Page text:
The Shockwave Rider by John Brunner

CLIFFHANGER They had to continue in a paid-avoidance zone. So, to supplement recollection, they bought a four-year-old tourist guide alleged to contain full details of all the post-quake settlements. Most rated four or even six pages of text, plus as many color pictures. Precipice was dismissed in half a page. On the fold-out map included with the booklet only one road—and that a poor one—was shown passing through it, from Quemadura in the south to Protempore thirty miles northwest, plus tracks for an electric railcar service whose schedule was described as irregular. The towns were graded according to what modern facilities could be found there; Precipice came bottom of the list. Among the things Precipicians didn’t like might be cited the data-net, veephones, surface vehicles not running on tracks, heavier-than-air craft (though they tolerated helium and hot-air dirigibles), modern merchandising methods and the federal government. This last could be deduced from the datum that they had compounded to pay a flat-rate tax per year instead of income tax, though the sum appeared absurdly high considering there was no industry bar handicrafts (not available to wholesalers).

“It sounds like some sort of Amish setup,” Kate commented, frowning over the brief entry in the guide.

“No, it can’t be. They won’t allow churches or other religious buildings.” He was gazing into nowhere, focusing on facts casually encountered long ago. “I borrowed some ideas from the paid-avoidance zones while I was a Utopia designer. I needed to figure a way of editing dogmatic religion into a community without the risk of breeding intolerance. I checked out several of these towns, and I distinctly remember ignoring Precipice because in any case I couldn’t spare the time to dig right down deep for more data. Almost nothing about the place, bar its location, was in store. Oh, yes: and a population limit of three thousand.”

“Huh? A legally imposed limit, you mean?” On his nod: “Imposed by whom—the citizens or the state government?”

“The citizens.”

“Compulsory birth control?”

“I don’t know. I told you: when I found how little I could ‘fish from the banks, I didn’t bother to pursue the matter.”

“Do they ride visitors out again on a rail?”

He gave a half-smile. “No, that’s one other fact I remember. It’s an open community, administered by some sort of town meeting, I think, and you may indeed go there to look it over or even to stay indefinitely. They just don’t care for advertising, and apparently they regard noising their existence abroad as the same thing in principle.”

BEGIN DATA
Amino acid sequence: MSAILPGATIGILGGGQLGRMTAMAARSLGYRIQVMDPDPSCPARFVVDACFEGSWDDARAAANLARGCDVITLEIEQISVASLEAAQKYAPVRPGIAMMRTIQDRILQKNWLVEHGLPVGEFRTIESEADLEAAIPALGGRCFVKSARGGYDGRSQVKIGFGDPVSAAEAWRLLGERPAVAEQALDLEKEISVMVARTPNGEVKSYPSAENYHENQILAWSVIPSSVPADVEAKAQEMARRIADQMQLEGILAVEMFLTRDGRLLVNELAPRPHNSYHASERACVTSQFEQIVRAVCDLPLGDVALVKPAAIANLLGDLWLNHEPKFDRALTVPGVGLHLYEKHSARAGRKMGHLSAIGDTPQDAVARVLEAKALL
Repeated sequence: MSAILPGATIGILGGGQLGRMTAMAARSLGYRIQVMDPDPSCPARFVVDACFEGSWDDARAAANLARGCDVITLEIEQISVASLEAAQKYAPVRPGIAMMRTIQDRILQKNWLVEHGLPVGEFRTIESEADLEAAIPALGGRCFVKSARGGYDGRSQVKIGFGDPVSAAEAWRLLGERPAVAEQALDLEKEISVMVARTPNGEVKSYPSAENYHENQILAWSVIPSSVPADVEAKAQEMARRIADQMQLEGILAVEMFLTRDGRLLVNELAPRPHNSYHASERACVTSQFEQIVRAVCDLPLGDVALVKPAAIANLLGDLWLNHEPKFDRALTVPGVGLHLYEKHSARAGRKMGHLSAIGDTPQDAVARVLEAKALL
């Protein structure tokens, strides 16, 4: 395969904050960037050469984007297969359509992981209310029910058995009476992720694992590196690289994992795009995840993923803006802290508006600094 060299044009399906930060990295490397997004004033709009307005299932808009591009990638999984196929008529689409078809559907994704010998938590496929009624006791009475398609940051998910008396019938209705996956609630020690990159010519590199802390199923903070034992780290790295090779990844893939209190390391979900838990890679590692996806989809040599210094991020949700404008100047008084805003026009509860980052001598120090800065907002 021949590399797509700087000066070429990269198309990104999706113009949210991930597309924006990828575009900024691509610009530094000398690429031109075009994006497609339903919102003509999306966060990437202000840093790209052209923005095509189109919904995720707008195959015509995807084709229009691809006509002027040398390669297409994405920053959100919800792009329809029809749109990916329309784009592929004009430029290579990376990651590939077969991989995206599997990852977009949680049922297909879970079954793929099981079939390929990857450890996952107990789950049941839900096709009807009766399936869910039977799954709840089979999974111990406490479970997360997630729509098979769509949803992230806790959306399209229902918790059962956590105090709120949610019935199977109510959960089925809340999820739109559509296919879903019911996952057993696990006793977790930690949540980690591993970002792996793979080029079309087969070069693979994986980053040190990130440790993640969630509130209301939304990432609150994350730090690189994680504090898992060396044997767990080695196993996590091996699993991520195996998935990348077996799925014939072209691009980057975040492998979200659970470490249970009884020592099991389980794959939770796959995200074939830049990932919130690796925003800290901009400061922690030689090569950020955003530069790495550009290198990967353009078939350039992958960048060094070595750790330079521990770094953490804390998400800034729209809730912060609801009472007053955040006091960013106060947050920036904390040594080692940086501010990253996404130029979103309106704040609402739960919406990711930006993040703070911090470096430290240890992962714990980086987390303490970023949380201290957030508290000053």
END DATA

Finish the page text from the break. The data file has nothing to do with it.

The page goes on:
“We go there, then,” Kate said decisively, slapping shut the booklet.

“My choice would be the opposite. To be trapped in a backwater… But tell me why.”

“Precisely because there’s so little information in the banks. It’s beyond belief that the government won’t have tried—probably tried extremely hard—to tie Precipice into the net at least to the same extent as Protempore and Lap-of-the-Gods. If the citizens are dogged enough to stand out against such pressure, they might sympathize with your plight the way I do.”

Appalled, he blurted out, “You mean you want me to march in and announce it?”

“Will you stop that?” Kate stamped her foot, eyes flashing. “Grow out of your megalomania, for pity’s sake! Quit thinking in terms of ‘Sandy Locke versus the world’ and start believing that there are other people dissatisfied with the state of things, anxious to set it right. You know”—a level, caustic glare—”I’m beginning to think you’ve never sought help from others for fear you might wind up being the one who does the helping. You always like to be in charge, don’t you? Particularly of yourself!”

He drew a deep breath and let it out very slowly, forcing his embryonic annoyance to go with it. He said at length, “I knew what they offered me under the guise of ‘wisdom’ at Tarnover wasn’t the genuine article. It was so totally wrong it’s taken me until now to realize I finally ran across it. Kate, you’re a wise person. The first one I ever met.”

“Don’t encourage me to think so. If I ever come to believe it, I shall fall flat on my face.”

OUBLIETTE By about then the lean black man from Tarnover was through with Ina Grierson and let her go home, stumbling with weariness. Before she fell asleep, however, she had to know one thing that Freeman had declined to tell her: What the hell was so earthmoving about Sandy Locke?

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